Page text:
The cave and rock art are exposed to the elements throughout the year, but a sloped floor provides good drainage, keeping it dry and free from moisture. The cave shows evidence of infestation by swallows, which have built nests in the roof. Cracks in the sandstone walls and ceiling have appeared on either side of the artwork, with one crack evident through Baiame's right arm.

In 1993, the National Parks and Wildlife Service constructed a wooden and compacted earth stairway leading from the unsealed road within the privately owned property to a viewing platform close to the entrance of Baiame Cave, to provide a safe access route and deter inappropriate access to the site. The stairway and mesh viewing platform are in good condition, although future maintenance of the stairway will be needed to maintain safety.

For the past 40 years, the private landowners have managed the site through regular inspections, and deterring livestock and inappropriate access. To date there have been no formal comparative studies conducted to compare the artwork of Baiame Cave and its condition over any period of time, however, in 2015 the landowners stated that over the 40 years they have owned the property, the site's condition is increasingly deteriorating with the pigments fading.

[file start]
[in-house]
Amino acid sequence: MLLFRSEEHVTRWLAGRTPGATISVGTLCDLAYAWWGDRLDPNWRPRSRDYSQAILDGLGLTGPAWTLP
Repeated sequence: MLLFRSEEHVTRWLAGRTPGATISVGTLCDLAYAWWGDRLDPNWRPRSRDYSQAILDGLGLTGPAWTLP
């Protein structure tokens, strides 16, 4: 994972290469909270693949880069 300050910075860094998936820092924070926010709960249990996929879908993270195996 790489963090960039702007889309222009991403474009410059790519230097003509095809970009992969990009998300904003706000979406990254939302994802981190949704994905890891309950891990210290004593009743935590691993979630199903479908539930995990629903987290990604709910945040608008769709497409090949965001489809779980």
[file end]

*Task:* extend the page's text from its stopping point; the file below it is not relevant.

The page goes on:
In 2015, the site remains relatively untouched by vandalism, the artwork is considered to be in its original form, but with fading and deterioration of the pigments caused by natural weathering.

Significance

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Baiame Cave rock art

Baiame Cave is a spiritual site depicting the image of the "Creator", and is an exceptionally rare and unique pigment art representation of Baiame with his arms outstretched over the lands of the Wonnarua people.

Baiame Cave is a unique and excellent example of Aboriginal rock art and is highly respected by the local Wonnarua people, numerous Aboriginal nations throughout south-east Australia and the wider community of the Hunter Valley.

The artwork depicting Baiame signifies the site's significance as being an integral part of the history and social and cultural dynamics of Aboriginal culture and heritage within the Wonnarua area and surrounding Aboriginal communities. Baiame Cave is linked to the Creation story, country and totem (the Eagle) of the Wonnarua people, and is interconnected with numerous other Aboriginal cultural and heritage sites and landscapes throughout the Hunter Valley and NSW.